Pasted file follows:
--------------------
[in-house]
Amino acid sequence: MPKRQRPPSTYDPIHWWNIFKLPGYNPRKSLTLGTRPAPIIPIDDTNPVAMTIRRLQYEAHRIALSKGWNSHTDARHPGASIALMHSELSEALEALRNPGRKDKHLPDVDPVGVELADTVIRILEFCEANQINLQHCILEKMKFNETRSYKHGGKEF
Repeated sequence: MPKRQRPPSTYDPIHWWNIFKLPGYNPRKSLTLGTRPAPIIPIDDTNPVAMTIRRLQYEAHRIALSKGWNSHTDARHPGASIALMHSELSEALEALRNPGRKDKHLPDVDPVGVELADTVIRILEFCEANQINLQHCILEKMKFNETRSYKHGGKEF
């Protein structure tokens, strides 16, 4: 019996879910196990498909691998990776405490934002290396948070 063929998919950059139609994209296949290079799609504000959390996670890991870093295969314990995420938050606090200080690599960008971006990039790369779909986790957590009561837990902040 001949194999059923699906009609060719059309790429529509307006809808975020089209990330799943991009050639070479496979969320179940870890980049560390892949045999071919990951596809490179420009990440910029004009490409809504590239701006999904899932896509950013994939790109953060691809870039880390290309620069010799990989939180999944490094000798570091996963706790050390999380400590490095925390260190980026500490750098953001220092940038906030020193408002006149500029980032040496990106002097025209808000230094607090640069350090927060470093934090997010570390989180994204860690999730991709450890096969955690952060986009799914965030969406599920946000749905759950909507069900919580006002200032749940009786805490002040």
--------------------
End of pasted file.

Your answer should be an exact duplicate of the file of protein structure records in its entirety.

[in-house]
Amino acid sequence: MPKRQRPPSTYDPIHWWNIFKLPGYNPRKSLTLGTRPAPIIPIDDTNPVAMTIRRLQYEAHRIALSKGWNSHTDARHPGASIALMHSELSEALEALRNPGRKDKHLPDVDPVGVELADTVIRILEFCEANQINLQHCILEKMKFNETRSYKHGGKEF
Repeated sequence: MPKRQRPPSTYDPIHWWNIFKLPGYNPRKSLTLGTRPAPIIPIDDTNPVAMTIRRLQYEAHRIALSKGWNSHTDARHPGASIALMHSELSEALEALRNPGRKDKHLPDVDPVGVELADTVIRILEFCEANQINLQHCILEKMKFNETRSYKHGGKEF
């Protein structure tokens, strides 16, 4: 019996879910196990498909691998990776405490934002290396948070 063929998919950059139609994209296949290079799609504000959390996670890991870093295969314990995420938050606090200080690599960008971006990039790369779909986790957590009561837990902040 001949194999059923699906009609060719059309790429529509307006809808975020089209990330799943991009050639070479496979969320179940870890980049560390892949045999071919990951596809490179420009990440910029004009490409809504590239701006999904899932896509950013994939790109953060691809870039880390290309620069010799990989939180999944490094000798570091996963706790050390999380400590490095925390260190980026500490750098953001220092940038906030020193408002006149500029980032040496990106002097025209808000230094607090640069350090927060470093934090997010570390989180994204860690999730991709450890096969955690952060986009799914965030969406599920946000749905759950909507069900919580006002200032749940009786805490002040």